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  • Writer's pictureDan

Idolatry of Ideology

Ideology, noun  1.  a system of ideas and ideals, especially one which forms the basis of economic or political theory and policy.

Each of us has an ideology, one that has been constructed over the years by what we have been taught, what we have experienced, and what we wish for. It may have gone through significant changes over time: deconstructions and renewals, often by discoveries of faith, enlightenment, relationships, joys or sorrows. As one gets older, our ideology tends to become more solid, even rigid, either by standing the tests of time, or by fear, willful ignorance or weariness.

It is difficult to remain childlike in our awe of what we experience day to day. We can become jaded, cynical, angry and suspicious of any new evidence that challenges what we believe to be true. In times of crisis, whether on a personal or societal level, human nature tends to seek security by holding fast to an ideology, especially if we perceive it is under attack. We become defensive, argumentative, stubborn and unrelenting. We become susceptible to what appears to have become the devil's present-day attack: the idolatry of ideology.

“Every ideology is based on taking something out of creation’s totality, raising it above that creation, and making the latter revolve around and serve it. It is further based on the assumption that this idol has the capacity to save us from some real or perceived evil in the world.” Political Visions & Illusions: A Survey and Christian Critique of Contemporary Ideologies by David T. Koyzis.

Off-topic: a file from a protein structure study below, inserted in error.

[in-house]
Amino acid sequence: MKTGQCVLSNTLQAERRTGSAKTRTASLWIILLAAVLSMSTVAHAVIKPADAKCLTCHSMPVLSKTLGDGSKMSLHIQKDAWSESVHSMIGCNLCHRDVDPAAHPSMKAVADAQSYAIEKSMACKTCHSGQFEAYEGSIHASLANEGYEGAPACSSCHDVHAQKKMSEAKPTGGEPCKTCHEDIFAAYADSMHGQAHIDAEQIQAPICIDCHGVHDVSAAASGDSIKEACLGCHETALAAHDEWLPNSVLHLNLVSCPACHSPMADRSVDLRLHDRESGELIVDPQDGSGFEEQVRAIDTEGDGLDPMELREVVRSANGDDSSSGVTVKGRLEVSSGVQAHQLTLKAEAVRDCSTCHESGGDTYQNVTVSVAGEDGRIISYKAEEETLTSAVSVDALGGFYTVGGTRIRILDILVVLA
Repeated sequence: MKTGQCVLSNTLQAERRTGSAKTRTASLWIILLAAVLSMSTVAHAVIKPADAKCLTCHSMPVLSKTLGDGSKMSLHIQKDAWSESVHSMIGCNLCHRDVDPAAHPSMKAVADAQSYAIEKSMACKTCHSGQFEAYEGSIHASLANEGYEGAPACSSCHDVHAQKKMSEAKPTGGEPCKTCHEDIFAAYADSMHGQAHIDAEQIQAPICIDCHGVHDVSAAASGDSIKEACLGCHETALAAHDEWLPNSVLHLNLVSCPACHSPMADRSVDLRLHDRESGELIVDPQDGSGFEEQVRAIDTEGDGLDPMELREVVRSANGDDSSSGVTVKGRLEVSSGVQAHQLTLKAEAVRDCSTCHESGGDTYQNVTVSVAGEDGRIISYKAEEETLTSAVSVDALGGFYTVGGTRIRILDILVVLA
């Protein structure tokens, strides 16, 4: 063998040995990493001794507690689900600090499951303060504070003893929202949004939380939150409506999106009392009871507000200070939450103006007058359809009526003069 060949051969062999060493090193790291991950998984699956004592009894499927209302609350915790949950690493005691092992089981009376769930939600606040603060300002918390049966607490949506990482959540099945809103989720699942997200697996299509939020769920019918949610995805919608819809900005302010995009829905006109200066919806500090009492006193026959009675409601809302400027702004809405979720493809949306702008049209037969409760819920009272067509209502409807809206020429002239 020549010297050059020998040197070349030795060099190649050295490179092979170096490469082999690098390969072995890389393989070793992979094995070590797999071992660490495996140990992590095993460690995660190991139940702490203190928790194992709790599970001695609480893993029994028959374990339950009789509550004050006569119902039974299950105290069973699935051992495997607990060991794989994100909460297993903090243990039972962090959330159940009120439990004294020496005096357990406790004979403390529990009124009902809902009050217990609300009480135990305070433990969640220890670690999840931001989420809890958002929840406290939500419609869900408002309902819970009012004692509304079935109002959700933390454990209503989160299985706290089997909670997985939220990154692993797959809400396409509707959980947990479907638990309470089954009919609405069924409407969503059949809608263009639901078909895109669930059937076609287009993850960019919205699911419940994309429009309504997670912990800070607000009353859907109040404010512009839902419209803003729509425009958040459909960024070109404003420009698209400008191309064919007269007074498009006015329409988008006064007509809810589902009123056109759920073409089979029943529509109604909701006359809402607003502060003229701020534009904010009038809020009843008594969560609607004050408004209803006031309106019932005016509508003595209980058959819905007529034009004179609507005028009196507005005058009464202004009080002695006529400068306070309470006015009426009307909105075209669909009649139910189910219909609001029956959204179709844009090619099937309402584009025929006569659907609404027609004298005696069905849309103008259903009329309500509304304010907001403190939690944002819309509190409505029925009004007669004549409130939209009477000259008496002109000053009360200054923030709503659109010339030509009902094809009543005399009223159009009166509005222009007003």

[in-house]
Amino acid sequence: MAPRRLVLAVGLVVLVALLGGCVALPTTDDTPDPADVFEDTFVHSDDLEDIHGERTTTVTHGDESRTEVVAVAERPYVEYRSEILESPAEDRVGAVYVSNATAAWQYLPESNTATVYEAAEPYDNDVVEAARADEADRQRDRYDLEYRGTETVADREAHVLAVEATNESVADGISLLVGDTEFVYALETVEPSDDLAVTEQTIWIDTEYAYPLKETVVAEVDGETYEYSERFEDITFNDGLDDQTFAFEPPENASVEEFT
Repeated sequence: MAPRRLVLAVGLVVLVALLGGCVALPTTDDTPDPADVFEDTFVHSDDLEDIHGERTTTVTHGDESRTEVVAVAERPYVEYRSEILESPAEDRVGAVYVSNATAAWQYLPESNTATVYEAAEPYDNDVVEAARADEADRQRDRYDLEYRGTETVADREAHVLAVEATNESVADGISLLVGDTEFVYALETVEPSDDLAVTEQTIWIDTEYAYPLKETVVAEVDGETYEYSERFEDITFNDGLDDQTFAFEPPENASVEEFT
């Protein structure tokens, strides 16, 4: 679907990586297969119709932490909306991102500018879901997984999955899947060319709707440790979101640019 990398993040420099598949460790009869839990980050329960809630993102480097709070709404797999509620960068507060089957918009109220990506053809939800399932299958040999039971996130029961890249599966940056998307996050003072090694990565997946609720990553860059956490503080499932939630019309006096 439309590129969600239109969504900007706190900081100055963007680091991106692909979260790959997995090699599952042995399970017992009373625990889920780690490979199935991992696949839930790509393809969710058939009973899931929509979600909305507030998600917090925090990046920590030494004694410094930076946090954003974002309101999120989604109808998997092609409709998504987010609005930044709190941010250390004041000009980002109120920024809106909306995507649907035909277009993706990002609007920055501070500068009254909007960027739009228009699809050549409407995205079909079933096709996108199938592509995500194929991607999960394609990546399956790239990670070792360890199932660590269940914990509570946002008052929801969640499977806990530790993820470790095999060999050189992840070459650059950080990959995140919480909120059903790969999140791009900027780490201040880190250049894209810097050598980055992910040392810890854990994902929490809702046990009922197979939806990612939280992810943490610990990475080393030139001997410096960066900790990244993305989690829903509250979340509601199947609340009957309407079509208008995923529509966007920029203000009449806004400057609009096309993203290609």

The idolatry of ideology can take movements of the Spirit and turn them into dogma; experiences of enlightenment into legalism; victories won into systems of oppression. To have a winner means there must be a loser. To stay on top, someone must remain on the bottom. Once we have something we value, we create elaborate structures to hold onto it, even if we are not fully aware that we are doing so.

The Black Lives Matter movement, like any cry against prolonged injustice, challenges the way we see the world, the systems that we have built, and the ideologies that we hold onto, and may even worship. Much like the water where goldfish swim, we are surrounded by it, ingest it, and contribute to it everyday, often without being aware of it. The response must be more than just awareness, sadness or shame; it must be followed by intentional choices to change the filter. It is disheartening and tragic when we discover that the water that sustains us, and may even favor some of us, is killing others. In truth, it is actually killing all of us.

We hold these truths to be self-evident, that all men are created equal, that they are endowed by their Creator with certain unalienable rights, that among these are life, liberty, and the pursuit of happiness. Declaration of Independence, July 4, 1776

It is July we must admit the beautiful ideals at the foundation of our country have never held true for millions of our citizens. “Until we are all free, we are none of us free.” (Emma Lazarus)

‘But to what will I compare this generation?

It is like children sitting in the market-places and calling to one another,

“We played the flute for you, and you did not dance;

we wailed, and you did not mourn.”

Matthew 11:16-17

As Christians, this requires that we denounce any idolatry to ideology, whether liberal or conservative, traditional or radical. We must turn back to our God, to listen, learn, heed and obey. We must become children again, open to and in awe of what our Lord is up to. We must learn to again dance and mourn.

“The church must suffer for speaking the truth, for pointing out sin, for uprooting sin. No one wants to have a sore spot touched, and therefore a society with so many sores twitches when someone has the courage to touch it and say: “You have to treat that. You have to get rid of that. Believe in Christ. Be converted.”

Oscar A. Romero, The Violence of Love

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